Autumn bulb planting for spring colour

It’s always exciting when bulb time comes round again and shops and nurseries around the country display a wonderful array of colourful varieties to add special magic to your spring and summer gardens.

Autumn bulb planting for the stunning spring display is very popular in Victoria, NSW and cooler areas of Queensland. Most bulbs are suitable to be planted in pots and when planted en masse in gardens alongside evergreen plants they make spring gardening truely worth it.

Try arranging mixed bulb varieties to flower early season, mid season and late season for a continued long lasting flowering display. When planting in pots and while the bulbs are dormant, plant some winter annuals on the top layer so the pot  is full of colour all year round.

Easy to grow bulbs

Bulbs that grow very well in NSW, Victoria and temperate areas of Queensland include anemone, babiana, dahlia, freesia, grape hyacinth, lachenalia, snowflake (leucojeum), lilium, nerine, chincherinchee and ranunculus, as well as tritelia and tritonia.   


Perfumed bulbs

For heavily perfumed flowers, you can’t go past freesia and hyacinth. Plant these in autumn and they will flower in spring. Lilium needs to be planted in winter and will provide wonderfully scented flowers at Christmas.

Where to plant a bulb

Bulbs prefer well-drained, slightly acid soil which has been prepared in advance with the addition of organic compost such as 5 IN 1 Organic Fertiliser or well-rotted cow manure. Lower growing bulbs such as jonquils, ipheion and ranunculus make excellent pot plants for sunny balconies and patios. When planting in pots, use Searles Platinum Potting Mix. Clay soil should be broken up with gypsum before planting.

Gardeners with the luxury of space should plant bulbs in large drifts, clumps and islands for maximum impact. Many, such as jonquils and snowflakes can be left to naturalise and multiply on their own for a number of years. If your garden is small, plant your bulbs into a large plastic pot and sink it into the ground. When your bulbs have finished flowering simply lift the pot out and store it in a cool dry place until next year. This is also a good idea if your garden is subjected to excessive summer heat.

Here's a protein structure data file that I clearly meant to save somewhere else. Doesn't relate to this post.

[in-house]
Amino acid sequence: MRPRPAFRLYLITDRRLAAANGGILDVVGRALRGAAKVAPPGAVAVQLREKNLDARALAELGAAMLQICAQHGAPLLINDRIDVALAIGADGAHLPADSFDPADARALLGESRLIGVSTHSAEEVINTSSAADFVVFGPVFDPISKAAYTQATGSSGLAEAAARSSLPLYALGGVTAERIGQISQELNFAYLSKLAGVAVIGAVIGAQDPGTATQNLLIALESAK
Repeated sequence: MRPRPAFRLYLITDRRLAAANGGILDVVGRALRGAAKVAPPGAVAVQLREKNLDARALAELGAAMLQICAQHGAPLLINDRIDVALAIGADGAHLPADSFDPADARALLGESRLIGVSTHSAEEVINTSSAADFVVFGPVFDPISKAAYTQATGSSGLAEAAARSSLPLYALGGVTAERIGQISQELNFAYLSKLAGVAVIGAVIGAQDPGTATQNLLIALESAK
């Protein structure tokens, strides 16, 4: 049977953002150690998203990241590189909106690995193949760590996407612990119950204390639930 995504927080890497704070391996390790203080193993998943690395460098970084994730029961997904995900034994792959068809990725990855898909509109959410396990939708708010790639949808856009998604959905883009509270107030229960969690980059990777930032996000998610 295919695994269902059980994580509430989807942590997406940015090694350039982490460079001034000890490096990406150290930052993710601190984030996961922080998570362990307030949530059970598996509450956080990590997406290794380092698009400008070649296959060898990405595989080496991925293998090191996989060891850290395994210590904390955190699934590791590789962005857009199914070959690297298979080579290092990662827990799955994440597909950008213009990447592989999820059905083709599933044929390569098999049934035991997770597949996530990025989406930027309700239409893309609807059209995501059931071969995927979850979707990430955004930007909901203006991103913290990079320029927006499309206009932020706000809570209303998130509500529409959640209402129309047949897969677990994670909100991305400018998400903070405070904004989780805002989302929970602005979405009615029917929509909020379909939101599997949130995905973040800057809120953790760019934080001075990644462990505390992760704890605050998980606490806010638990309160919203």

How to plant a bulb

As a general rule, bulbs should be planted to a depth twice that of their size. Make sure the narrowest end, or neck, is at the top. Backfill the planting hole gently to avoid damaging the growing tip. For a dense display, plant bulbs in two layers approximately 10cm apart. Keep moist but not wet. Tulip and hyacinth will benefit from being refrigerated for 8 weeks prior to planting.

bulb care

Prior to budding, fertilise fortnightly with Searles Flourish Flowers & Foliage Soluble Plant Food and you’ll be rewarded with a dazzling display of flowers through the warmer months.

Bulbs store their own food for use during the current season’s flowering and should therefore be fed with a soluble fertiliser when the flowers have finished but before the foliage has died back. For this reason it is essential to resist the temptation to cut off straggly foliage until it is completely dead.


Bulbs for warm climates

If you live in a warmer area like Queensland or northern New South Wales, put spring flowering bulbs in the fridge crisper at 5˚C for 6 weeks prior to planting. Plant them into cool soil in March or April. If in doubt, plant them into pots and place them in the coolest, shadiest part of your garden.

They need sunlight in order to flower so when the time comes, move them onto terraces, verandahs or sheltered garden spots for some gentle sunshine. Daffodil, Dutch crocus and Dutch iris will also benefit if treated like this.

Try growing these warm climate bulb varieties. They look great planted en masse, in potted displays together with other flowering annuals or perennials.

> Habranthus robustus,

> Hymenocallis littoralis (spider lily),

> Hippreastrums,

> Zephyranthes candida,

> Eucharis (Amazon lily),

> Scadoxus multiflorus (blood lily),

> Sprekelia formosissima (Jacobean Lily)



• Bulbs that flower in summer should be planted in winter or spring and don’t require chilling.

• Aesthetically, bulbs look best planted in clusters or en masse, so buy as many as you can. Think at least in dozens (thousands, if you can afford it!).

• Water immediately after planting. Water is stored naturally inside the bulb, so bulbs require little watering. During drought, or in areas that receive little rainfall, water once a week only.

• Excellent drainage is vital for bulbs. Build up mounds of garden soil if necessary, before planting.

• Always plant bulbs pointy end up, except for ranunculus and anemones which should be planted pointy end down.

• Fertilise bulbs when the first shoots appear above the ground, and once again after flowering.


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